I never forgot that day. The way she took the news, the way I realized what this war was doing to our people, that the effects of 9/11 were still continuing. Before that, I had never really thought about it. I never imagined. I didn’t know anyone who was in the military and I didn’t even know how the military or military life worked. But after that day, my eyes were opened a little bit more. I realized that this war was not over, that it was still very much going on in a country far away and that people were dying for their country.
After that day, my eyes were opened. I saw things I had not noticed before. I remember seeing patriotic signs on some of the dorm room doors. I remember some of the girls going around collecting letters to send to soldiers. I remember students who left so they could join the military. The effects were all around me, I had just never noticed or realized until then.
Now that I am a military wife, my eyes have been opened even more. I see the effects of war on military families and military marriages. I see what 9/11 has done to us as a nation and a country. I see what 10 years has done. And even now as my husband prepares for his first deployment I see something that could have been avoided had 9/11 not happened.
Does God have a plan in all of this? Yes, he does! I don’t know what it is, but these past 10 years are not in vain. God sees all. His eyes are opened and He knows.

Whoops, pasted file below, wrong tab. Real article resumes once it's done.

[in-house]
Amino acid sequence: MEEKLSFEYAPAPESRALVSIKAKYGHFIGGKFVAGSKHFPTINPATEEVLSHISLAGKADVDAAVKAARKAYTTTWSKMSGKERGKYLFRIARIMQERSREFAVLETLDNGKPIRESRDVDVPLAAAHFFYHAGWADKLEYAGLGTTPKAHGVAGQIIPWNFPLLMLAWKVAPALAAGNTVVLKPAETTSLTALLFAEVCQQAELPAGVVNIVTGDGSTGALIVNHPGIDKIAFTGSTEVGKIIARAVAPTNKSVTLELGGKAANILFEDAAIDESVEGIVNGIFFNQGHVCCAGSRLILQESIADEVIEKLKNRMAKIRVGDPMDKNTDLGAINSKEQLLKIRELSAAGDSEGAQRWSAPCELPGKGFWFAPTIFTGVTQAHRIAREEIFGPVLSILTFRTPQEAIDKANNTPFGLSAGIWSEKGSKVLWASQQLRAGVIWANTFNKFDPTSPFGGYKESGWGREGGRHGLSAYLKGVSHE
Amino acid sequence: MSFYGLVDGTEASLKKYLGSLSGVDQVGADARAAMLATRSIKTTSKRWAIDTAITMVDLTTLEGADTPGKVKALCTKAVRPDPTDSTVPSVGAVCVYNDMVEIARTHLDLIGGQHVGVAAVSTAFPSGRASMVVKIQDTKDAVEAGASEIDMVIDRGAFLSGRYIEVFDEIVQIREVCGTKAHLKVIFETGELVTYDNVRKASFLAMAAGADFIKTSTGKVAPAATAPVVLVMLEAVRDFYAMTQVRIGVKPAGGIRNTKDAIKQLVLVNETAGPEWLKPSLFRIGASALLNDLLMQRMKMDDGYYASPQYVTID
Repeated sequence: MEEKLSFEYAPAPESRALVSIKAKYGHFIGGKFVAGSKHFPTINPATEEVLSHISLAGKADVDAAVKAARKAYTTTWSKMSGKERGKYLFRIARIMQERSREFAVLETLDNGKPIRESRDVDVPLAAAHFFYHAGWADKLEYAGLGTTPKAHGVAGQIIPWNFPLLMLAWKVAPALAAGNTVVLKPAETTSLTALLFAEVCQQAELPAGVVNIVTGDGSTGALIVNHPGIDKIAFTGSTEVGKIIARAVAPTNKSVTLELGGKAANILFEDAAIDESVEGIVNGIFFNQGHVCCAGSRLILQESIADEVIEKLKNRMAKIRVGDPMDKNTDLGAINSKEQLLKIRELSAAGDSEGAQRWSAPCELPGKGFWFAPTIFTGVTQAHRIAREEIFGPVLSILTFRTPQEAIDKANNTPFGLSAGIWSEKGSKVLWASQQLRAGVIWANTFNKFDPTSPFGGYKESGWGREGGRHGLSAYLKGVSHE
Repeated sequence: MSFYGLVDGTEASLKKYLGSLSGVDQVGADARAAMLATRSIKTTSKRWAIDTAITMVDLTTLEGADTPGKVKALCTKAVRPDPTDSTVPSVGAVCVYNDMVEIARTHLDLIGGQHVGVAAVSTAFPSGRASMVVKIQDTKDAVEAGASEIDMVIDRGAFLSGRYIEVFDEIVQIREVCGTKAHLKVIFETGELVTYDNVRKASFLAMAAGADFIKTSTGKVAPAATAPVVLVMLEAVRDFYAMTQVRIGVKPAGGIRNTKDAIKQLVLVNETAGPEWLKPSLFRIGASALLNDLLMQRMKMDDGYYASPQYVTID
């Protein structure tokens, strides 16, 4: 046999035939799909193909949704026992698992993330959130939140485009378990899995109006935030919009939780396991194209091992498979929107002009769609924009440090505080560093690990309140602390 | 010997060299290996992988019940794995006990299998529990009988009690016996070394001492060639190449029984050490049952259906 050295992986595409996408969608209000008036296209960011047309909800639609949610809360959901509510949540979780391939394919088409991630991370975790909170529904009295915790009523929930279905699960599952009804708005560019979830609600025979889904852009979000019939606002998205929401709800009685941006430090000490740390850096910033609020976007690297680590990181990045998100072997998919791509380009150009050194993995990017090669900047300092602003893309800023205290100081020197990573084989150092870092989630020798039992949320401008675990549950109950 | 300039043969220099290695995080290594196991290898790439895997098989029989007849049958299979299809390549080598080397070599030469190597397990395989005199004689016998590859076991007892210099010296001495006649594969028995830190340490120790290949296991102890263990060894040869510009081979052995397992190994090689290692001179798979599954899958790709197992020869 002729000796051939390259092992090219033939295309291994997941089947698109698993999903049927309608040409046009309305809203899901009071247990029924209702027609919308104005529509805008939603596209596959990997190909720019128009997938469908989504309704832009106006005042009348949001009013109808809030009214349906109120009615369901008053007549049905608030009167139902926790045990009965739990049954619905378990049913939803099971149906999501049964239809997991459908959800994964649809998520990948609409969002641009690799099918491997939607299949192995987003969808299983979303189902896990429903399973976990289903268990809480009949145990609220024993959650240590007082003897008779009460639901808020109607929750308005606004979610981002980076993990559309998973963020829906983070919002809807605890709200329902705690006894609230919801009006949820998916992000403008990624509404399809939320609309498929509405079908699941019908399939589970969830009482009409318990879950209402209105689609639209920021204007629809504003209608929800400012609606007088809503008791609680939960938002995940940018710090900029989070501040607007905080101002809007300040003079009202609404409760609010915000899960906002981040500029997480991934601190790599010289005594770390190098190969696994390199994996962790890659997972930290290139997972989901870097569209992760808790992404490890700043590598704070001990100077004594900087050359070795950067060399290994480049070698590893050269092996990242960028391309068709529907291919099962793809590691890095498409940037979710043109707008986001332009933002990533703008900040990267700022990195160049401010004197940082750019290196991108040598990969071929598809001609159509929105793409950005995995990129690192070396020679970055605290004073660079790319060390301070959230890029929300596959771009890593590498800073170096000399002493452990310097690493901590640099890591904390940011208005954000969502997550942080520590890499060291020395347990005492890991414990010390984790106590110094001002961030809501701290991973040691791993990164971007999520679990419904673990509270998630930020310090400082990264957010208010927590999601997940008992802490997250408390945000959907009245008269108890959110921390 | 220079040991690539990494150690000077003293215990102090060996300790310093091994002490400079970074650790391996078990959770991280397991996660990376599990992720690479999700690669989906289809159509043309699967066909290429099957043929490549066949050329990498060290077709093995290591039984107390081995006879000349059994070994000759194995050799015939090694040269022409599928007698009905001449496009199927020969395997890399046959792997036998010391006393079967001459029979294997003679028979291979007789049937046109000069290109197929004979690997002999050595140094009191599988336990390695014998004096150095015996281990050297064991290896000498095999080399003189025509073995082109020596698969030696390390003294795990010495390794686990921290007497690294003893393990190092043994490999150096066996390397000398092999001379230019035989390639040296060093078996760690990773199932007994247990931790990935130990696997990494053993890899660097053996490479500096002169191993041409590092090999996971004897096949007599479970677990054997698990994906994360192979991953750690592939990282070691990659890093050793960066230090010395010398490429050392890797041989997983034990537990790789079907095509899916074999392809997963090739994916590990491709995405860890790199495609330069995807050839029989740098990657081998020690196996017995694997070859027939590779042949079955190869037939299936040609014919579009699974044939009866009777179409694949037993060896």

I would like to take this time to thank those who gave on that day, who have been giving for the past 10 years, and who are still giving today…
To those who were on those planes that day… I will never forget you. It could have been anyone. It could have been me.
To those who were in the twin towers that day… I will never forget you. Although I didn’t even know those buildings existed before that day, they are forever ingrained in my memory now.
To the firefighters, policemen, first responders, and civilians who were helping that day… I will never forget you. Our country was tested, and you answered the call. You did what you could, not worrying about the consequences. You all are true heroes.
To the families of those who died that day… I will never forget you. I did not know anyone personally who died that day either in the towers or on the planes, but I will remember those who did. To those who that day and for the past 10 years live with the memories. May God bless you.
To our military past and present, to those who have served these past 10 years… I will never forget you. The sacrifices you have made, the courage, the bravery to step up and to do your job inspite of the hardships. I thank you.
To the wives and families of those who have served in the military and of those who have died in military service these past 10 years… I will never forget you. To the wives who cry themselves to sleep every night, to the kids who ask when daddy is coming back, and to those who have lost someone in this war. I thank you.
Had it not been for all these amazing people, that day and these past 10 years might have been a little different. Don’t ever forget.